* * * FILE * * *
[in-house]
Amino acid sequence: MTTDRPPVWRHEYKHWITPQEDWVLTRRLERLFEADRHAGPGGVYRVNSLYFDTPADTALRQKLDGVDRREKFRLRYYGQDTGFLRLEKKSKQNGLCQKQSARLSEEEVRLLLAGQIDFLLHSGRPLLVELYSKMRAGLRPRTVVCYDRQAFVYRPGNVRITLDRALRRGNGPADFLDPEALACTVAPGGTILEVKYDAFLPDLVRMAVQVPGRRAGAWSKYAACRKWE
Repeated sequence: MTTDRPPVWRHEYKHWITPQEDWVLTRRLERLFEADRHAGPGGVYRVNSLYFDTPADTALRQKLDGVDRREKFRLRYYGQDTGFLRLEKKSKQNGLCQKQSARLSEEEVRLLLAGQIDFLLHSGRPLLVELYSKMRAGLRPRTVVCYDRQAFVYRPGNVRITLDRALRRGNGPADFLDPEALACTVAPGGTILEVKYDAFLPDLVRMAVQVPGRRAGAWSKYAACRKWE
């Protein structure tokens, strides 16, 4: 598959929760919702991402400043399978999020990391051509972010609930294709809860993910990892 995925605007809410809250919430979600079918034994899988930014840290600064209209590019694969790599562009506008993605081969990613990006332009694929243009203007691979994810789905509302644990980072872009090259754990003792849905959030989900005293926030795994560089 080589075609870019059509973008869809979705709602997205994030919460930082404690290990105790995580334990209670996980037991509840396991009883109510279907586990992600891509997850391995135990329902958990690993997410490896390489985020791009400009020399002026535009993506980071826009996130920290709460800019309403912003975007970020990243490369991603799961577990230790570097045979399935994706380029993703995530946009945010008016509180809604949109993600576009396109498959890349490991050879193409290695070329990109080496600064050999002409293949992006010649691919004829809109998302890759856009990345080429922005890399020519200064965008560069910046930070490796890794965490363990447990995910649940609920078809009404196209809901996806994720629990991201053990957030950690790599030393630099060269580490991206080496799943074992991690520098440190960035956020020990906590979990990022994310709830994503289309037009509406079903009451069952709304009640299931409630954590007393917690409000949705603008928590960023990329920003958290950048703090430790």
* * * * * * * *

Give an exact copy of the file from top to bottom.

[in-house]
Amino acid sequence: MTTDRPPVWRHEYKHWITPQEDWVLTRRLERLFEADRHAGPGGVYRVNSLYFDTPADTALRQKLDGVDRREKFRLRYYGQDTGFLRLEKKSKQNGLCQKQSARLSEEEVRLLLAGQIDFLLHSGRPLLVELYSKMRAGLRPRTVVCYDRQAFVYRPGNVRITLDRALRRGNGPADFLDPEALACTVAPGGTILEVKYDAFLPDLVRMAVQVPGRRAGAWSKYAACRKWE
Repeated sequence: MTTDRPPVWRHEYKHWITPQEDWVLTRRLERLFEADRHAGPGGVYRVNSLYFDTPADTALRQKLDGVDRREKFRLRYYGQDTGFLRLEKKSKQNGLCQKQSARLSEEEVRLLLAGQIDFLLHSGRPLLVELYSKMRAGLRPRTVVCYDRQAFVYRPGNVRITLDRALRRGNGPADFLDPEALACTVAPGGTILEVKYDAFLPDLVRMAVQVPGRRAGAWSKYAACRKWE
């Protein structure tokens, strides 16, 4: 598959929760919702991402400043399978999020990391051509972010609930294709809860993910990892 995925605007809410809250919430979600079918034994899988930014840290600064209209590019694969790599562009506008993605081969990613990006332009694929243009203007691979994810789905509302644990980072872009090259754990003792849905959030989900005293926030795994560089 080589075609870019059509973008869809979705709602997205994030919460930082404690290990105790995580334990209670996980037991509840396991009883109510279907586990992600891509997850391995135990329902958990690993997410490896390489985020791009400009020399002026535009993506980071826009996130920290709460800019309403912003975007970020990243490369991603799961577990230790570097045979399935994706380029993703995530946009945010008016509180809604949109993600576009396109498959890349490991050879193409290695070329990109080496600064050999002409293949992006010649691919004829809109998302890759856009990345080429922005890399020519200064965008560069910046930070490796890794965490363990447990995910649940609920078809009404196209809901996806994720629990991201053990957030950690790599030393630099060269580490991206080496799943074992991690520098440190960035956020020990906590979990990022994310709830994503289309037009509406079903009451069952709304009640299931409630954590007393917690409000949705603008928590960023990329920003958290950048703090430790």